One concern I have is with the sustainability of the fund, and Weber did agree that it’s hard to sustain and challenging to manage — that’s partly because though they’re much closer to break-even now that they have $60+ million under management, they also have to balance that growth in AUM with the fact that adding more companies for coverage means gradually building their own headcount as well. He thinks they’ll run near breakeven for a while, which is encouraging, but that they also need to grow big enough that there’s more than one manager and some analysts — more than one Sven Weber who can be making contacts and connections with these companies. From my look at their June report, I interpret “breakeven” to mean that Weber’s group is not getting an advisory fee yet and is still eating some portion of the expenses, that 2.5% management fee is covering most of the fund’s direct expenses but not the 1.9% advisory fee. This limitation on expenses for the fund extends now through next May, it has been extended at least once, and the fund managers do have the right to be reimbursed for past money earned but not received under the expense limitation agreement over the past few years (though only if the total fee, including that reimbursement, would still be under 2.5%). I think they’re going to need 2-3X this level of assets, something in the $200 million range, before SharesPost makes any money managing the fund.
And I asked him if he’d have trouble investing another $30 million if it came into the fund suddenly — he said no, that they’re ready and he thinks the opportunities will continue to be there to invest, and that they’re finding they can move up in scale without difficulty so far — they’re looking to often make deals of $2-3 million per company now, whereas a year ago when they were launching it might have been $500,000 per company. They added Sugar CRM to their website as the latest investment while I was on the phone with him, by the way, and that reminded him that he wanted to mention a problem with my earlier look at the large cash balance of the fund — I saw the big cash balance in their last annual report and thought that might mean they’re having some trouble deploying capital, but he countered that it’s important to understand the substantial lag time of investing in private companies. It’s more like what you and I might be experienced with in buying real estate — you don’t make an offer and close on your new shares in a weekend, you start a deal and make an agreement and then it might take 60 days for the cash to actually change hands.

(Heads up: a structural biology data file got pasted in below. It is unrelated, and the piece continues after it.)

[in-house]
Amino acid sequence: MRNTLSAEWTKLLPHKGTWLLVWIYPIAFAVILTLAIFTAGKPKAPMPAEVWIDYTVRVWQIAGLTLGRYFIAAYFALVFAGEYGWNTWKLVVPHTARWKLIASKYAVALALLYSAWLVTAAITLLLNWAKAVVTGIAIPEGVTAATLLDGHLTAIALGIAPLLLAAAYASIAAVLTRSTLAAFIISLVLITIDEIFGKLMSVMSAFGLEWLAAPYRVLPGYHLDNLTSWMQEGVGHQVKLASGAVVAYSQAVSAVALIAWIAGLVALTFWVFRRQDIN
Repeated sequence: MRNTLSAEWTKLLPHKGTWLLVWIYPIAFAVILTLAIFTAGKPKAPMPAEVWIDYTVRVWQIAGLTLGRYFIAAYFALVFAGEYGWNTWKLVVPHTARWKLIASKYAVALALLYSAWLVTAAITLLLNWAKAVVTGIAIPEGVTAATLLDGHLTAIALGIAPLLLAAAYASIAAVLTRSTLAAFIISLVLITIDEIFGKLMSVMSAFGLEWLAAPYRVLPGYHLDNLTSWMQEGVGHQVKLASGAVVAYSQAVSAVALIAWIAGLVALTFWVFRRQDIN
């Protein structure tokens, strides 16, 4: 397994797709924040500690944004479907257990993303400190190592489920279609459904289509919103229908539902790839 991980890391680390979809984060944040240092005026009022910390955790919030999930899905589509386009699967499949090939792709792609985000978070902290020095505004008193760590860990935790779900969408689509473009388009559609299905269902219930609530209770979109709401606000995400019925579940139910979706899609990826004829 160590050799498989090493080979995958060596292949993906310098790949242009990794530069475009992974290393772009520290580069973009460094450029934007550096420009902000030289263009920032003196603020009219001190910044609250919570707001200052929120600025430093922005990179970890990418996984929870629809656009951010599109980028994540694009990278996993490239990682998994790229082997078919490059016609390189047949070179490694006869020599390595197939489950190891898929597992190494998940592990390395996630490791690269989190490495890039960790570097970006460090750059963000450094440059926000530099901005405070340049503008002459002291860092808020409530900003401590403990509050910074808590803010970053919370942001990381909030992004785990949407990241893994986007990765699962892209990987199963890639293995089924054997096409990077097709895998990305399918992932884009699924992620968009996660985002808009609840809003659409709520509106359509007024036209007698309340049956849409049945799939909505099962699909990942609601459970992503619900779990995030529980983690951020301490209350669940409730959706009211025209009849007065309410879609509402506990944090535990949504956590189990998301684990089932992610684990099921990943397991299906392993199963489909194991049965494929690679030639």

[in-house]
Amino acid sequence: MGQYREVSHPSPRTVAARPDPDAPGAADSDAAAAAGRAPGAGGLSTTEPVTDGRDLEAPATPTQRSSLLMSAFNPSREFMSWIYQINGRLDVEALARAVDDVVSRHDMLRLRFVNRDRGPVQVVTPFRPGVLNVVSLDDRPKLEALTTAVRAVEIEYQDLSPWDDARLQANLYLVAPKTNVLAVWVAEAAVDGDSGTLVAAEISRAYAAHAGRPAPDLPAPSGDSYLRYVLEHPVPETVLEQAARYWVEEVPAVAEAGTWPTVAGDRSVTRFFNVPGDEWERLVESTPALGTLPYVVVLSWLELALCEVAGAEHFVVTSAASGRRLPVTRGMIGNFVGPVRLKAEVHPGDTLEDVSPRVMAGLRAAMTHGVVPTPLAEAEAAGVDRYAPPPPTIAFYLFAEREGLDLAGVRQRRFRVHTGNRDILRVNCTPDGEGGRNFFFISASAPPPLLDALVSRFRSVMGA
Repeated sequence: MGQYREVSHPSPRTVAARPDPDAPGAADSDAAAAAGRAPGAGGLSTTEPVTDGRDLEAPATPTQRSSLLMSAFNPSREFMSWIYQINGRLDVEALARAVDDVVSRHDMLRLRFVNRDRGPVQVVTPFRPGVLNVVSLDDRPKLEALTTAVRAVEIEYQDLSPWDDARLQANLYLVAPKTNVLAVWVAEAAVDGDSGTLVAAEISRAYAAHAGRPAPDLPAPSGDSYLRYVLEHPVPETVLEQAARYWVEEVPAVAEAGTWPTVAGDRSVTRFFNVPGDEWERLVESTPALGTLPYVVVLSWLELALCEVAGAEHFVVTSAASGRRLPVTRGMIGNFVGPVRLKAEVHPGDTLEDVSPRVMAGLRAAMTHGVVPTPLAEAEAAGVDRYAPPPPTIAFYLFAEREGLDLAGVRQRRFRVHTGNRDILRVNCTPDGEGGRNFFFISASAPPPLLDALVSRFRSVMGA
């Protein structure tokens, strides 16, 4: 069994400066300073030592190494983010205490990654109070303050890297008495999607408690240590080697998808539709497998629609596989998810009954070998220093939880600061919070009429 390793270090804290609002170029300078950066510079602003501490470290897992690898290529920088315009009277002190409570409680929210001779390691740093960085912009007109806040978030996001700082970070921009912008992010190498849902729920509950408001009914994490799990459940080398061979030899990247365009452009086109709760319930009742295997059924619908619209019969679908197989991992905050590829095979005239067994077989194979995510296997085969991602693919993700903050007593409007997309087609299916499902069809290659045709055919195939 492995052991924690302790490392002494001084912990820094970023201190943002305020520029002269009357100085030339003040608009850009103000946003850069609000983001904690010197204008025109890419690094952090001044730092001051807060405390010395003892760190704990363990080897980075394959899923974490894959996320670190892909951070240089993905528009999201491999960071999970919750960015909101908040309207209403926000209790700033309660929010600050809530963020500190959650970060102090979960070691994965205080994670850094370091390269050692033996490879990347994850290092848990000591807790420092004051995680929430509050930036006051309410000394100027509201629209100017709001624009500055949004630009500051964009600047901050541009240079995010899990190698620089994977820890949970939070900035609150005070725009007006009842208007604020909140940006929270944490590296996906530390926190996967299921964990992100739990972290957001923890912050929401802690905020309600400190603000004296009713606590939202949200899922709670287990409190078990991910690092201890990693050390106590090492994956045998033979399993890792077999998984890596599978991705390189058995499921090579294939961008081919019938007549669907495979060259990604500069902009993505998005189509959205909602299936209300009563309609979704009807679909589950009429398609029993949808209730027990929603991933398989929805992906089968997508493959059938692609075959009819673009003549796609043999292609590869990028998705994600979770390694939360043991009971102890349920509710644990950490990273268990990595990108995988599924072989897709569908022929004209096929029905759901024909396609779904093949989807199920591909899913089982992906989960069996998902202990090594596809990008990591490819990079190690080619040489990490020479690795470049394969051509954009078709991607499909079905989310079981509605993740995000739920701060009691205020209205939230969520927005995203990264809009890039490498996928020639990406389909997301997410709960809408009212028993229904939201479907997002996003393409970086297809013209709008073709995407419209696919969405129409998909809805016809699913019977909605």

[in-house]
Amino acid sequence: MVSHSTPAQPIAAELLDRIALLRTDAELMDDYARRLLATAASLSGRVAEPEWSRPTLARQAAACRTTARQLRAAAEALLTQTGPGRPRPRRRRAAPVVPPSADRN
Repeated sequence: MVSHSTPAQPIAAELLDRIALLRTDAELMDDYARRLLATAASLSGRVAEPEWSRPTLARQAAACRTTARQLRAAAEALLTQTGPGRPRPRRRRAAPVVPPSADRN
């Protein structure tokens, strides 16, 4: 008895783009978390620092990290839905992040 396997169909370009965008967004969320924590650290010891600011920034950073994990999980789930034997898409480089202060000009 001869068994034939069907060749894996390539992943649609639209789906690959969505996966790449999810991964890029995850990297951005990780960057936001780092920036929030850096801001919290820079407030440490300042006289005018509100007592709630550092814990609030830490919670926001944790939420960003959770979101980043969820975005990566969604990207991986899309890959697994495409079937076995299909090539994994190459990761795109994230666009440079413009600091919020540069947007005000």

Their real cash balance is substantially lower than it appears, because much of the cash is committed to deals that are in the works. As each deal is finalized, the logo of the company pops up on the list of investments on their website — there were about 20 companies on the list back in April, and there are 31 today, and the cash pile waiting to be invested (or for deals to be closed) has grown as well, going from $4 million at the end of 2014 to $20 million in June.
For those who are asking if it’s possible to buy directly without paying a sales load, Sven said it is — that such is a requirement of funds that are registered like theirs, if you don’t go through a broker you don’t pay a sales load. And yes, contrary to what I speculated, all of the sales load does go to the brokers — the fund doesn’t get any of it, regardless of who you buy through and even if you buy seemingly “direct” by making a purchase through the link on their website (which goes to their distributor). Any “deal” that the Money Map folks had would have been an artificial one –they give a “discount” on their newsletter and consider that reimbursement for the sales load, perhaps, or they simply tell you how to buy direct without a load.
Weber did say that it’s not as easy to buy without a sales load, but that the prospectus does give you the address to send an investment in directly. I haven’t tried this, but you can if you like — the instructions are on page 44 of the prospectus here. That would be my inclination if I were making an investment, to buy direct and not think about the money for a couple years and see if they can indeed post returns that are both non-correlated with the market and strong enough to justify the management fees — I do have a bit more faith in the fund after speaking with him, partly because of the candor with which he spoke and the fact that he didn’t make blue-sky promises about 1,000% returns… and partly because they’re in a much stronger position now than they were six months ago
And on that note, let’s see where they stand now: